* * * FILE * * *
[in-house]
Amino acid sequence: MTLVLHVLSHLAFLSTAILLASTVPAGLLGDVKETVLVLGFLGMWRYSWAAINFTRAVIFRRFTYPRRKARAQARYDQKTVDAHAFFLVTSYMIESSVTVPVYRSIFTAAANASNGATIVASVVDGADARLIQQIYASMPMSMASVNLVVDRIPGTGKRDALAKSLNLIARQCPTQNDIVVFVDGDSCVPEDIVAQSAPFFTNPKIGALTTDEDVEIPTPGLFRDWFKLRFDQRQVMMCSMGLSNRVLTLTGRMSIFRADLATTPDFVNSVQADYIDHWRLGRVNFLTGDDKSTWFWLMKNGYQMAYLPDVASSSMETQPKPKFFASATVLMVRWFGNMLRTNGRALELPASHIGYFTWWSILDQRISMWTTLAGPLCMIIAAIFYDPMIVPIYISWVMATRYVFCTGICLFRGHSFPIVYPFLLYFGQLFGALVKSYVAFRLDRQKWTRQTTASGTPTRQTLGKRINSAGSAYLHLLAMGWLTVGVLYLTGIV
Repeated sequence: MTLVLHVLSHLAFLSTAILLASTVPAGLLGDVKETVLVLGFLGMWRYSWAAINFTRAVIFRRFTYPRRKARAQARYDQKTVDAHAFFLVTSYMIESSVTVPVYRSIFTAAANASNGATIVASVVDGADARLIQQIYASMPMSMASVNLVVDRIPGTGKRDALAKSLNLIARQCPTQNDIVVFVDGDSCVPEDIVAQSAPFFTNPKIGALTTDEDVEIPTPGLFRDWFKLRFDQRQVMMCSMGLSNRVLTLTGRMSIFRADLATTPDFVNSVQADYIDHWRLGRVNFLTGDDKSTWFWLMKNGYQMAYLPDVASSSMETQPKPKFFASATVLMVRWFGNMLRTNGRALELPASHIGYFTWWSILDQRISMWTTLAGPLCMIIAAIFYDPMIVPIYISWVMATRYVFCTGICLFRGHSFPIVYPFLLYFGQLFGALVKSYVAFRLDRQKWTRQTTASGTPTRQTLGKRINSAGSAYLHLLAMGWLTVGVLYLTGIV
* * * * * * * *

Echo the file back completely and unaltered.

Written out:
[in-house]
Amino acid sequence: MTLVLHVLSHLAFLSTAILLASTVPAGLLGDVKETVLVLGFLGMWRYSWAAINFTRAVIFRRFTYPRRKARAQARYDQKTVDAHAFFLVTSYMIESSVTVPVYRSIFTAAANASNGATIVASVVDGADARLIQQIYASMPMSMASVNLVVDRIPGTGKRDALAKSLNLIARQCPTQNDIVVFVDGDSCVPEDIVAQSAPFFTNPKIGALTTDEDVEIPTPGLFRDWFKLRFDQRQVMMCSMGLSNRVLTLTGRMSIFRADLATTPDFVNSVQADYIDHWRLGRVNFLTGDDKSTWFWLMKNGYQMAYLPDVASSSMETQPKPKFFASATVLMVRWFGNMLRTNGRALELPASHIGYFTWWSILDQRISMWTTLAGPLCMIIAAIFYDPMIVPIYISWVMATRYVFCTGICLFRGHSFPIVYPFLLYFGQLFGALVKSYVAFRLDRQKWTRQTTASGTPTRQTLGKRINSAGSAYLHLLAMGWLTVGVLYLTGIV
Repeated sequence: MTLVLHVLSHLAFLSTAILLASTVPAGLLGDVKETVLVLGFLGMWRYSWAAINFTRAVIFRRFTYPRRKARAQARYDQKTVDAHAFFLVTSYMIESSVTVPVYRSIFTAAANASNGATIVASVVDGADARLIQQIYASMPMSMASVNLVVDRIPGTGKRDALAKSLNLIARQCPTQNDIVVFVDGDSCVPEDIVAQSAPFFTNPKIGALTTDEDVEIPTPGLFRDWFKLRFDQRQVMMCSMGLSNRVLTLTGRMSIFRADLATTPDFVNSVQADYIDHWRLGRVNFLTGDDKSTWFWLMKNGYQMAYLPDVASSSMETQPKPKFFASATVLMVRWFGNMLRTNGRALELPASHIGYFTWWSILDQRISMWTTLAGPLCMIIAAIFYDPMIVPIYISWVMATRYVFCTGICLFRGHSFPIVYPFLLYFGQLFGALVKSYVAFRLDRQKWTRQTTASGTPTRQTLGKRINSAGSAYLHLLAMGWLTVGVLYLTGIV